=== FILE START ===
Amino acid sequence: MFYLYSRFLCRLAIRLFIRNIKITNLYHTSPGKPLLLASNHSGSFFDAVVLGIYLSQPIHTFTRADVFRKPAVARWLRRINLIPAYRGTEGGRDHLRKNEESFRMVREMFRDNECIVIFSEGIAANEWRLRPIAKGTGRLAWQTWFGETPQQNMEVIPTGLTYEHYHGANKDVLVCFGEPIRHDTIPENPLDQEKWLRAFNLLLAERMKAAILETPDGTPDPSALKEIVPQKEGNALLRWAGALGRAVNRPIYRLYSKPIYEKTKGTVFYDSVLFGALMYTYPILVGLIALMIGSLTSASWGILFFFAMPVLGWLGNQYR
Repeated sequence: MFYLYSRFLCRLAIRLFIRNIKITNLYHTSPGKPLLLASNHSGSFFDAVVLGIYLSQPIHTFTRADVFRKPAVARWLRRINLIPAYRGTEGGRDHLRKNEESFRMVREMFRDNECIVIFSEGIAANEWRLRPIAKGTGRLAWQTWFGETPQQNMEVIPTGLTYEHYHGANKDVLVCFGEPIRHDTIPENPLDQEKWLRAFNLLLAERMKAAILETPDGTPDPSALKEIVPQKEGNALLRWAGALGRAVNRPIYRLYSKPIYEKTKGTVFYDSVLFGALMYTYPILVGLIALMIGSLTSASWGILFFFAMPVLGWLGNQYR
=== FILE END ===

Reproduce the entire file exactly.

Amino acid sequence: MFYLYSRFLCRLAIRLFIRNIKITNLYHTSPGKPLLLASNHSGSFFDAVVLGIYLSQPIHTFTRADVFRKPAVARWLRRINLIPAYRGTEGGRDHLRKNEESFRMVREMFRDNECIVIFSEGIAANEWRLRPIAKGTGRLAWQTWFGETPQQNMEVIPTGLTYEHYHGANKDVLVCFGEPIRHDTIPENPLDQEKWLRAFNLLLAERMKAAILETPDGTPDPSALKEIVPQKEGNALLRWAGALGRAVNRPIYRLYSKPIYEKTKGTVFYDSVLFGALMYTYPILVGLIALMIGSLTSASWGILFFFAMPVLGWLGNQYR
Repeated sequence: MFYLYSRFLCRLAIRLFIRNIKITNLYHTSPGKPLLLASNHSGSFFDAVVLGIYLSQPIHTFTRADVFRKPAVARWLRRINLIPAYRGTEGGRDHLRKNEESFRMVREMFRDNECIVIFSEGIAANEWRLRPIAKGTGRLAWQTWFGETPQQNMEVIPTGLTYEHYHGANKDVLVCFGEPIRHDTIPENPLDQEKWLRAFNLLLAERMKAAILETPDGTPDPSALKEIVPQKEGNALLRWAGALGRAVNRPIYRLYSKPIYEKTKGTVFYDSVLFGALMYTYPILVGLIALMIGSLTSASWGILFFFAMPVLGWLGNQYR